Today's teacher commentary
Submitted by Jakob (Greenland)
After a good night in the tent with minus 150C, we were ready for the day program. We started at 0730 with breakfast while the station manager told us about the activity on the station to day.
After breakfast we talk to Brian about station life, and after that we went with Nate Miller to see and hear about his atmosphere project, were he looks at clouds and have it affect the temperature on ground (the ice sheet), snow crystal, snow temperature and snow structure. He shoved us this cool snow pit, were you can see the different snow layer!
After this we went to see have the mechanic Luke and Dave run the station – make water, make energy and building and fixing different thing – the men who keeps the station alive.
After lunch Chris toke us on the skiway to look at snow density. For the plane(C-130) to land or take off we need high dens snow, and this form on cold days, so we hope for a cold night because we are supposed to go to Kangerlussuaq tomorrow!
The last thing we did before dinner was to see what Brandon, Kevin and Hanne were doing away from the field station. They were looking at have aerosol’s in the atmosphere interfere with the sunlight (radiation) to and from the ice sheet, and have it interfere with albedo and snow structure, when it land on the ice sheet. This is done to understand more about have this aerosols interact with the whole Global Warming thing.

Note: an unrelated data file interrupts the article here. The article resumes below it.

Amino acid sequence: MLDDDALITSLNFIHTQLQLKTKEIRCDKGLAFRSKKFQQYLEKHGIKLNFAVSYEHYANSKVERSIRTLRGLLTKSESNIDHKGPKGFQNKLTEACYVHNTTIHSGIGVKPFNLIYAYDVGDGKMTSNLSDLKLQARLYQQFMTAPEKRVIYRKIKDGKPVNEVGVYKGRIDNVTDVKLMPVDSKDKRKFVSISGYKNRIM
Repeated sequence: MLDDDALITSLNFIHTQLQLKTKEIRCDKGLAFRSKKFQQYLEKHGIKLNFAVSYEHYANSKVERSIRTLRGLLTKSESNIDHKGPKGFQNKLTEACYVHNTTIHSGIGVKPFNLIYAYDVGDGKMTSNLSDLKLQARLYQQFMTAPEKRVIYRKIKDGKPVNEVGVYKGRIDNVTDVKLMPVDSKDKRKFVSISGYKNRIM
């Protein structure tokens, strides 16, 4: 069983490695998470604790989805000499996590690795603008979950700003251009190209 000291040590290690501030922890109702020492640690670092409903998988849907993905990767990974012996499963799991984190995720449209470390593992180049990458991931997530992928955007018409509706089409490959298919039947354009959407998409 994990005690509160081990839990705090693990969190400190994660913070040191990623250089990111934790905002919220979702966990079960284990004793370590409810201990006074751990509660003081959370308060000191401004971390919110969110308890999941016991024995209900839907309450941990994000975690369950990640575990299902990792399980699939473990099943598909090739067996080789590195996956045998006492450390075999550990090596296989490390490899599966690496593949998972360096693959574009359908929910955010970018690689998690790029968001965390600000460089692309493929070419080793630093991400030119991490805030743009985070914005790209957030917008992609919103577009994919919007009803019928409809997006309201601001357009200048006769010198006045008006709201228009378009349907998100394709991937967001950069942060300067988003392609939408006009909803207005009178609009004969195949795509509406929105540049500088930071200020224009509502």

Today's student commentary
Submitted by Vince (USA)
Living at the Summit station is simultaneously exactly what you would expect and the unexpected. We eat, sleep, and work in a remotely arctic environment. Considering it’s about 9 degrees Fahrenheit, it’s not unbearable, but the ice cap surrounding us entirely makes it quite an environment to see. The Big House being our main place of congregation and where we eat is comfortable and we get to eat the best food made by the chef here. For dinner we had gumbo, jambalaya, creamed corned, rice and black beans, and cheesecake.
Sleeping in tents was interesting, it was cozy, but bright yellow, and takes a while to fall asleep, but I assume it becomes comfortable as living at such a high altitude is considerably tiring. However, everyone here has convinced us that living here and the antartic is one of the most addicting activities, and I can see why. The atmosphere just brings people together and the camp becomes a community.
1) Talk with Brian Vasel (NOAA)
2) Visit to the Mobil Science Faciliy (MSF) and snowpit
3) Ramsonde testing of skiway
4) Mechanics and Construction overview
5) Georgia Tech's science group
Today's scientists and professionals
Kris Perry - Field coordinator
Dave Denny - Construction Coordinator
Luke Norby - Mechanics Coordinator
Brandon Strellis (Georgia Tech)
Hannah James (Georgia Tech)
Kevin McMahon - PolarTREC teacher
Nate Miller - Science Tech (U of Wisconsin)